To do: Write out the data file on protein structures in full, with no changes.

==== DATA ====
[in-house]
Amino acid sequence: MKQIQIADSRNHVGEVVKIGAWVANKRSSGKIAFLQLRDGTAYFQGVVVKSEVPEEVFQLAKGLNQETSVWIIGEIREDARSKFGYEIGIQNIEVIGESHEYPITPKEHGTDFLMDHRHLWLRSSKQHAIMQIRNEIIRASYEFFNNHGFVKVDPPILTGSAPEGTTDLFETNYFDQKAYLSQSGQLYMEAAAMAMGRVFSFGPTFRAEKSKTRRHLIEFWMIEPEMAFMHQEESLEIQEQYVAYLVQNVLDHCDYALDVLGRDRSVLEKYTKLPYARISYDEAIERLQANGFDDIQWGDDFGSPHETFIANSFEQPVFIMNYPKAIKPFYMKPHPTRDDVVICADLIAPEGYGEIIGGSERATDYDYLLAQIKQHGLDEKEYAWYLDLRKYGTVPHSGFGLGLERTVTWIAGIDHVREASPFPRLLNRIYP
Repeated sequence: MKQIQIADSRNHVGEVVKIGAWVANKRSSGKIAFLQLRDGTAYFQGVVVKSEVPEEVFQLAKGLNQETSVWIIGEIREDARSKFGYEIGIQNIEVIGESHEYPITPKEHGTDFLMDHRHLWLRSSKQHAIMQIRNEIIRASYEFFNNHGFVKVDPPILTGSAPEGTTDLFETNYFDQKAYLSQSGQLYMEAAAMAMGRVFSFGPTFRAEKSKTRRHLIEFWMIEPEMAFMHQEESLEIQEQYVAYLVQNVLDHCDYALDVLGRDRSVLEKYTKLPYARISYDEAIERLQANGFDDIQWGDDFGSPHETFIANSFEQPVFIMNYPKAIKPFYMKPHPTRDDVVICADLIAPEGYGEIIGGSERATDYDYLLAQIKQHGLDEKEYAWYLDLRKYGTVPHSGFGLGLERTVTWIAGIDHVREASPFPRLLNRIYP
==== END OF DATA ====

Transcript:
[in-house]
Amino acid sequence: MKQIQIADSRNHVGEVVKIGAWVANKRSSGKIAFLQLRDGTAYFQGVVVKSEVPEEVFQLAKGLNQETSVWIIGEIREDARSKFGYEIGIQNIEVIGESHEYPITPKEHGTDFLMDHRHLWLRSSKQHAIMQIRNEIIRASYEFFNNHGFVKVDPPILTGSAPEGTTDLFETNYFDQKAYLSQSGQLYMEAAAMAMGRVFSFGPTFRAEKSKTRRHLIEFWMIEPEMAFMHQEESLEIQEQYVAYLVQNVLDHCDYALDVLGRDRSVLEKYTKLPYARISYDEAIERLQANGFDDIQWGDDFGSPHETFIANSFEQPVFIMNYPKAIKPFYMKPHPTRDDVVICADLIAPEGYGEIIGGSERATDYDYLLAQIKQHGLDEKEYAWYLDLRKYGTVPHSGFGLGLERTVTWIAGIDHVREASPFPRLLNRIYP
Repeated sequence: MKQIQIADSRNHVGEVVKIGAWVANKRSSGKIAFLQLRDGTAYFQGVVVKSEVPEEVFQLAKGLNQETSVWIIGEIREDARSKFGYEIGIQNIEVIGESHEYPITPKEHGTDFLMDHRHLWLRSSKQHAIMQIRNEIIRASYEFFNNHGFVKVDPPILTGSAPEGTTDLFETNYFDQKAYLSQSGQLYMEAAAMAMGRVFSFGPTFRAEKSKTRRHLIEFWMIEPEMAFMHQEESLEIQEQYVAYLVQNVLDHCDYALDVLGRDRSVLEKYTKLPYARISYDEAIERLQANGFDDIQWGDDFGSPHETFIANSFEQPVFIMNYPKAIKPFYMKPHPTRDDVVICADLIAPEGYGEIIGGSERATDYDYLLAQIKQHGLDEKEYAWYLDLRKYGTVPHSGFGLGLERTVTWIAGIDHVREASPFPRLLNRIYP